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Dotenv is a zero-dependency module that loads environment variables from a .env file into process.env. Storing configuration in the environment separate from code is based on The Twelve-Factor App methodology.

BuildStatus NPM version js-standard-style Coverage Status


npm install dotenv --save


As early as possible in your application, require and configure dotenv.


Create a .env file in the root directory of your project. Add environment-specific variables on new lines in the form of NAME=VALUE. For example:


That's it.

process.env now has the keys and values you defined in your .env file.

var db = require('db')
  host: process.env.DB_HOST,
  username: process.env.DB_USER,
  password: process.env.DB_PASS


If you are using iojs-v1.6.0 or later, you can use the --require (-r) command line option to preload dotenv. By doing this, you do not need to require and load dotenv in your application code.

$ node -r dotenv/config your_script.js

The configuration options below are supported as command line arguments in the format dotenv_config_<option>=value

$ node -r dotenv/config your_script.js dotenv_config_path=/custom/path/to/your/env/vars


Alias: load

config will read your .env file, parse the contents, assign it to process.env, and return an Object with a parsed key containing the loaded content or an error key if it failed.
You can additionally, pass options to config.



Default: .env

You can specify a custom path if your file containing environment variables is named or located differently.

require('dotenv').config({path: '/custom/path/to/your/env/vars'})


Default: utf8

You may specify the encoding of your file containing environment variables using this option.

require('dotenv').config({encoding: 'base64'})


The engine which parses the contents of your file containing environment variables is available to use. It accepts a String or Buffer and will return an Object with the parsed keys and values.

var dotenv = require('dotenv')
var buf = new Buffer('BASIC=basic')
var config = dotenv.parse(buf) // will return an object 
console.log(typeof config, config) // object { BASIC : 'basic' } 


The parsing engine currently supports the following rules:

  • BASIC=basic becomes {BASIC: 'basic'}
  • empty lines are skipped
  • lines beginning with # are treated as comments
  • empty values become empty strings (EMPTY= becomes {EMPTY: ''})
  • single and double quoted values are escaped (SINGLE_QUOTE='quoted' becomes {SINGLE_QUOTE: "quoted"})
  • new lines are expanded if in double quotes (MULTILINE="new\nline" becomes
  • inner quotes are maintained (think JSON) (JSON={"foo": "bar"} becomes {JSON:"{\"foo\": \"bar\"}")


Should I commit my .env file?

No. We strongly recommend against committing your .env file to version control. It should only include environment-specific values such as database passwords or API keys. Your production database should have a different password than your development database.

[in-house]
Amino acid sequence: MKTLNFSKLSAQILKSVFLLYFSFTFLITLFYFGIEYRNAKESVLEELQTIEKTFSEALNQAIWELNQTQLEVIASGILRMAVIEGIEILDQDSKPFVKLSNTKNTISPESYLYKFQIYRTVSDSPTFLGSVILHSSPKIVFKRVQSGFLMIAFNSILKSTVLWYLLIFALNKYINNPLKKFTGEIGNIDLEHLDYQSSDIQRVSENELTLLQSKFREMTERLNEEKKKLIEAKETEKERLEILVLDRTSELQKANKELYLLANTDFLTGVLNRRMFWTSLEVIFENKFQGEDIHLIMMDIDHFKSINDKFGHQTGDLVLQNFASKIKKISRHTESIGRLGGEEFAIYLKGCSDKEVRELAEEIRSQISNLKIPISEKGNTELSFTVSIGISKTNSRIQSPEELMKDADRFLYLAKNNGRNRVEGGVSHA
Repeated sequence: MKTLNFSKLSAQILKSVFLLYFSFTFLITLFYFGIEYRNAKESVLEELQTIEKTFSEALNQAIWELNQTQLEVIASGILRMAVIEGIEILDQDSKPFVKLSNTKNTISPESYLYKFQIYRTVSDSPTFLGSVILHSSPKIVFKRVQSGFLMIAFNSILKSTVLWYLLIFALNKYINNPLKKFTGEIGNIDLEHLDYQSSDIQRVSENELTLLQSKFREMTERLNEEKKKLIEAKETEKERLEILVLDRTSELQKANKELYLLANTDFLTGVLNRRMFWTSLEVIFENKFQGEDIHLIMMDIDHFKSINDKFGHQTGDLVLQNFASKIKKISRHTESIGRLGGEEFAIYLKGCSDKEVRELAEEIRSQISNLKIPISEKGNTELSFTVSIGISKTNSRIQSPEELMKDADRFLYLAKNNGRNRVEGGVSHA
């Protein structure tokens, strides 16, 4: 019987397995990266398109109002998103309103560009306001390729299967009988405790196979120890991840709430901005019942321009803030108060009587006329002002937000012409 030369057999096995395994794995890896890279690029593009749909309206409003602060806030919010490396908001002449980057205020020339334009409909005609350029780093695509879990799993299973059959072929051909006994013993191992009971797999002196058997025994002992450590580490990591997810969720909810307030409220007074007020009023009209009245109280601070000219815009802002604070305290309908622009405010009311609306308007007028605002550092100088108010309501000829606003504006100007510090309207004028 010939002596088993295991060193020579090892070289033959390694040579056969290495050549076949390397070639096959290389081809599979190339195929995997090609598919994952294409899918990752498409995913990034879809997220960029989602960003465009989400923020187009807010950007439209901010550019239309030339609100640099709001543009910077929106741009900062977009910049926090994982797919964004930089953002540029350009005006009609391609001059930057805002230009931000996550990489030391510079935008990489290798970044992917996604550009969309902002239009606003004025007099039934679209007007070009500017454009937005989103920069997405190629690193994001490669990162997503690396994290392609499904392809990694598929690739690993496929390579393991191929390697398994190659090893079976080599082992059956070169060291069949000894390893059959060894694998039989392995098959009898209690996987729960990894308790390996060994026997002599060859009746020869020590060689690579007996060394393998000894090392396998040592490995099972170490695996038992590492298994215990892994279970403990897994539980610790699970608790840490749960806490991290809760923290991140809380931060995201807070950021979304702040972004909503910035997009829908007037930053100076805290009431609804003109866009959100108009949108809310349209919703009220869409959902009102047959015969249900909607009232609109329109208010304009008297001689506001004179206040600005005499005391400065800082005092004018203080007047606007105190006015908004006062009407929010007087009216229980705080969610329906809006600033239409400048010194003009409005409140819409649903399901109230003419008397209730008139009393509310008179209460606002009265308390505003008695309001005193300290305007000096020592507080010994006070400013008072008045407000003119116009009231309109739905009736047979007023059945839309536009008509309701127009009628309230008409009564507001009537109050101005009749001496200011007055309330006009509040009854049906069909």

Should I have multiple .env files?

No. We strongly recommend against having a "main" .env file and an "environment" .env file like .env.test. Your config should vary between deploys, and you should not be sharing values between environments.

In a twelve-factor app, env vars are granular controls, each fully orthogonal to other env vars. They are never grouped together as “environments”, but instead are independently managed for each deploy. This is a model that scales up smoothly as the app naturally expands into more deploys over its lifetime.

The Twelve-Factor App

What happens to environment variables that were already set?

We will never modify any environment variables that have already been set. In particular, if there is a variable in your .env file which collides with one that already exists in your environment, then that variable will be skipped. This behavior allows you to override all .env configurations with a machine-specific environment, although it is not recommended.

If you want to override process.env you can do something like this:

const fs = require('fs')
const dotenv = require('dotenv')
const envConfig = dotenv.parse(fs.readFileSync('.env.override'))
for (var k in envConfig) {
  process.env[k] = envConfig[k]

Can I customize/write plugins for dotenv?

For dotenv@2.x.x: Yes. dotenv.config() now returns an object representing the parsed .env file. This gives you everything you need to continue setting values on process.env. For example:

var dotenv = require('dotenv')
var variableExpansion = require('dotenv-expand')
const myEnv = dotenv.config()

What about variable expansion?

For dotenv@2.x.x: Use dotenv-expand.

For dotenv@1.x.x: We haven't been presented with a compelling use case for expanding variables and believe it leads to env vars that are not "fully orthogonal" as The Twelve-Factor App outlines.[1][2] Please open an issue if you have a compelling use case.

Contributing Guide


Change Log




Who's using dotenv

Here's just a few of many repositories using dotenv:

Go well with dotenv

Here's some projects that expand on dotenv. Check them out.